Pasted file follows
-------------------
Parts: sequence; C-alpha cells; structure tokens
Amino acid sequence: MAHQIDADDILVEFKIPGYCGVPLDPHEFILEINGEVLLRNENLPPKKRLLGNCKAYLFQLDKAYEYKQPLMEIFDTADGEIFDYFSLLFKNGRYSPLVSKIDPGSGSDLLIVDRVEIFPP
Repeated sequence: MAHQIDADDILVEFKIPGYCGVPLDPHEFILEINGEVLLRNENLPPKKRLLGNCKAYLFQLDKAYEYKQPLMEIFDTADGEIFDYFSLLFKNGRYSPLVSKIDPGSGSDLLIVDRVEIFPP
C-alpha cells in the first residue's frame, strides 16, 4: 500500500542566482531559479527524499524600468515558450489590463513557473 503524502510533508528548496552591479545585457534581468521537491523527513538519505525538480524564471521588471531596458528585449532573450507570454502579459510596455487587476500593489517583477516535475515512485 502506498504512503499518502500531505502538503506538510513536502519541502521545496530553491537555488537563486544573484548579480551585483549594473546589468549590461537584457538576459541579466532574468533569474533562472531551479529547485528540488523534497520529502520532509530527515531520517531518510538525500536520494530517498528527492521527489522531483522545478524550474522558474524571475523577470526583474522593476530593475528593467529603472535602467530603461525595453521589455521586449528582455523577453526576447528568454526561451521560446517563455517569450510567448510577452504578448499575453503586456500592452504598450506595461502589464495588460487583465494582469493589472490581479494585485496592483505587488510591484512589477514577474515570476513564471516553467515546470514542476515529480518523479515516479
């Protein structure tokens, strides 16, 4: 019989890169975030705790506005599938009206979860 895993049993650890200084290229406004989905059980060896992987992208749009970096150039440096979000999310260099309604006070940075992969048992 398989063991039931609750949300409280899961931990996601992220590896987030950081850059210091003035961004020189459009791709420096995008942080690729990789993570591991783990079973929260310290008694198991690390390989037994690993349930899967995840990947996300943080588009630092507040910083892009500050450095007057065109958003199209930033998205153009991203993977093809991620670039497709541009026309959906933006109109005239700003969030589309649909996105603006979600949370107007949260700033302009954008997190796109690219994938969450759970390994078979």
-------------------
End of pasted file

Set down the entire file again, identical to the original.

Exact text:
Parts: sequence; C-alpha cells; structure tokens
Amino acid sequence: MAHQIDADDILVEFKIPGYCGVPLDPHEFILEINGEVLLRNENLPPKKRLLGNCKAYLFQLDKAYEYKQPLMEIFDTADGEIFDYFSLLFKNGRYSPLVSKIDPGSGSDLLIVDRVEIFPP
Repeated sequence: MAHQIDADDILVEFKIPGYCGVPLDPHEFILEINGEVLLRNENLPPKKRLLGNCKAYLFQLDKAYEYKQPLMEIFDTADGEIFDYFSLLFKNGRYSPLVSKIDPGSGSDLLIVDRVEIFPP
C-alpha cells in the first residue's frame, strides 16, 4: 500500500542566482531559479527524499524600468515558450489590463513557473 503524502510533508528548496552591479545585457534581468521537491523527513538519505525538480524564471521588471531596458528585449532573450507570454502579459510596455487587476500593489517583477516535475515512485 502506498504512503499518502500531505502538503506538510513536502519541502521545496530553491537555488537563486544573484548579480551585483549594473546589468549590461537584457538576459541579466532574468533569474533562472531551479529547485528540488523534497520529502520532509530527515531520517531518510538525500536520494530517498528527492521527489522531483522545478524550474522558474524571475523577470526583474522593476530593475528593467529603472535602467530603461525595453521589455521586449528582455523577453526576447528568454526561451521560446517563455517569450510567448510577452504578448499575453503586456500592452504598450506595461502589464495588460487583465494582469493589472490581479494585485496592483505587488510591484512589477514577474515570476513564471516553467515546470514542476515529480518523479515516479
């Protein structure tokens, strides 16, 4: 019989890169975030705790506005599938009206979860 895993049993650890200084290229406004989905059980060896992987992208749009970096150039440096979000999310260099309604006070940075992969048992 398989063991039931609750949300409280899961931990996601992220590896987030950081850059210091003035961004020189459009791709420096995008942080690729990789993570591991783990079973929260310290008694198991690390390989037994690993349930899967995840990947996300943080588009630092507040910083892009500050450095007057065109958003199209930033998205153009991203993977093809991620670039497709541009026309959906933006109109005239700003969030589309649909996105603006979600949370107007949260700033302009954008997190796109690219994938969450759970390994078979």